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Security by design is crucial to the security of critical national infrastructure (CNI) in a hyper-connected world, a panel of experts has told Infosecurity Europe 2015 in London.
They said the CNI industry needs secure products, from secure suppliers, with secure development lifecycles, which then need to be integrated and connected to communicate in a secure way.
“But those are three issues that we have not quite got fixed yet,” said National Rail head of cyber security Peter Gibbons. “We need some real industry standards on the provision of secure products in a secure way, and that will help CNI suppliers on the journey to connecting it all together."
Gibbons said it is vital to start with a clear foundation of a secure product based on a clear set of requirements. “If we don’t do that, we are on a hiding to nothing, spending millions on security products on top of our core infrastructure because it was not built securely enough in the first place,” he said.
Gibbons added that CNI suppliers should ensure that security is driven into products by understanding their security requirements and then insisting that these are met by suppliers through product development. “Historically we are good at telling suppliers what we would like products to be, but not at what we don’t want them to be," he said.
“As a result, we have tended to end up with products that do what they are supposed to do, but that are not necessarily as secure as we would like them to be, and then we throw all manner of product on top to make it secure.”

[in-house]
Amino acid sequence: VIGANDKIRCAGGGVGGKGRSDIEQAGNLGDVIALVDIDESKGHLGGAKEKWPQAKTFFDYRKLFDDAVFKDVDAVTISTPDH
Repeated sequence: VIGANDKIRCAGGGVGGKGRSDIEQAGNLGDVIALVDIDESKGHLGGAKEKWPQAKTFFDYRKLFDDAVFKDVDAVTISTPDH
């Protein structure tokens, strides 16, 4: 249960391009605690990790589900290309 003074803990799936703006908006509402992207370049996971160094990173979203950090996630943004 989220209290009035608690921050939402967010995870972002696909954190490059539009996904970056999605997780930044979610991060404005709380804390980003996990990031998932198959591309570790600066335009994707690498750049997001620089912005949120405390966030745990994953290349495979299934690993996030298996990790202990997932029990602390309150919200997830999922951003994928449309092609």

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Product development key
Similarly, the panel said, secure product development is key to next-generation systems that will gradually replace legacy systems, which are not designed for the new hyper-connected world and typically present security risks because of workaround needed to enable things like remote access.
Automation will be one of the big opportunities for the next generation of systems used in CNI, said Cloud Security Alliance CIO and Intel Security European chief technology officer Raj Samani.
“When we begin to connect systems up, amazing and remarkable things can happen. It is not necessarily a negative thing when it comes to CNI," he said.
Samani cited as an example an oil company in the Middle East that built and deployed one of the world’s first digital oil fields, giving the firm the ability to remotely control and manage offshore drilling from a central location. “The net result was increased oil production from 400,000 barrels to a million barrels a day from a brown field plant,” he said.
Samani added that there are now things like power substations and nuclear power plants coming online and providing enormous benefits to society. “But of course there are risks, and these need to be recognised and addressed,” he said.
Gibbons said not only automation but convergence will be key to future IT systems for the CNI industry.
“We need to think about what we currently see as the hard line between the IT systems of our business and control systems of our operational technology, because they are really the same thing," he said. “That line through the middle is going to get blown away, and our information systems will run the infrastructure.”